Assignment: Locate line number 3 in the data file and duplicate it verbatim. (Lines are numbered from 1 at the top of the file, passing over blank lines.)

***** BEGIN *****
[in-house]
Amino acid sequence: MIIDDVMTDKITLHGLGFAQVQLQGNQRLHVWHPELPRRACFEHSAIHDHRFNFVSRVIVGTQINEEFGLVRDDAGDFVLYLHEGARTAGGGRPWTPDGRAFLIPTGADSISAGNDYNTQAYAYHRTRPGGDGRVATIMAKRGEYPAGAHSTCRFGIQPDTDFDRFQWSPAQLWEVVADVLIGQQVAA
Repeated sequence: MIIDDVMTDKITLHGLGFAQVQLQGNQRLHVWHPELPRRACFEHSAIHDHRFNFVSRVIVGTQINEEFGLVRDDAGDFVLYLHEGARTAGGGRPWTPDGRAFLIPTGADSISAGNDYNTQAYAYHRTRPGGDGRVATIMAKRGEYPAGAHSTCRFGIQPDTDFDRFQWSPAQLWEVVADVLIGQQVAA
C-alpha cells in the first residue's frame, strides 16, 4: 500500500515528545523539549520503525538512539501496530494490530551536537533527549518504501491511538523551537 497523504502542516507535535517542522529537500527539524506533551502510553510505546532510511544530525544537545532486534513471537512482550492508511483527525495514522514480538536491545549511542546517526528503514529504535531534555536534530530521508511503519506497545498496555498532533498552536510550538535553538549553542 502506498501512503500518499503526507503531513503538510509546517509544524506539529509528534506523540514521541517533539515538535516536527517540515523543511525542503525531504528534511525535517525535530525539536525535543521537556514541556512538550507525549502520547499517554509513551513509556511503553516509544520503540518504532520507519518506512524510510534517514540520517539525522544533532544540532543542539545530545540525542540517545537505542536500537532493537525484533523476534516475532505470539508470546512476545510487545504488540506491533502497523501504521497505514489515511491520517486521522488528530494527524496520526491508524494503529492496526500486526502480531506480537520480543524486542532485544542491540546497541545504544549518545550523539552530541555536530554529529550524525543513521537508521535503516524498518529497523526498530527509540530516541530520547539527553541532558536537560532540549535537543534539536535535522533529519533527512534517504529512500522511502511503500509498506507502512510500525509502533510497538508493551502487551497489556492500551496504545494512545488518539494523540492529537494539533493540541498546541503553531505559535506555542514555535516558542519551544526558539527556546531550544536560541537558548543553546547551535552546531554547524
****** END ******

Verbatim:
Repeated sequence: MIIDDVMTDKITLHGLGFAQVQLQGNQRLHVWHPELPRRACFEHSAIHDHRFNFVSRVIVGTQINEEFGLVRDDAGDFVLYLHEGARTAGGGRPWTPDGRAFLIPTGADSISAGNDYNTQAYAYHRTRPGGDGRVATIMAKRGEYPAGAHSTCRFGIQPDTDFDRFQWSPAQLWEVVADVLIGQQVAA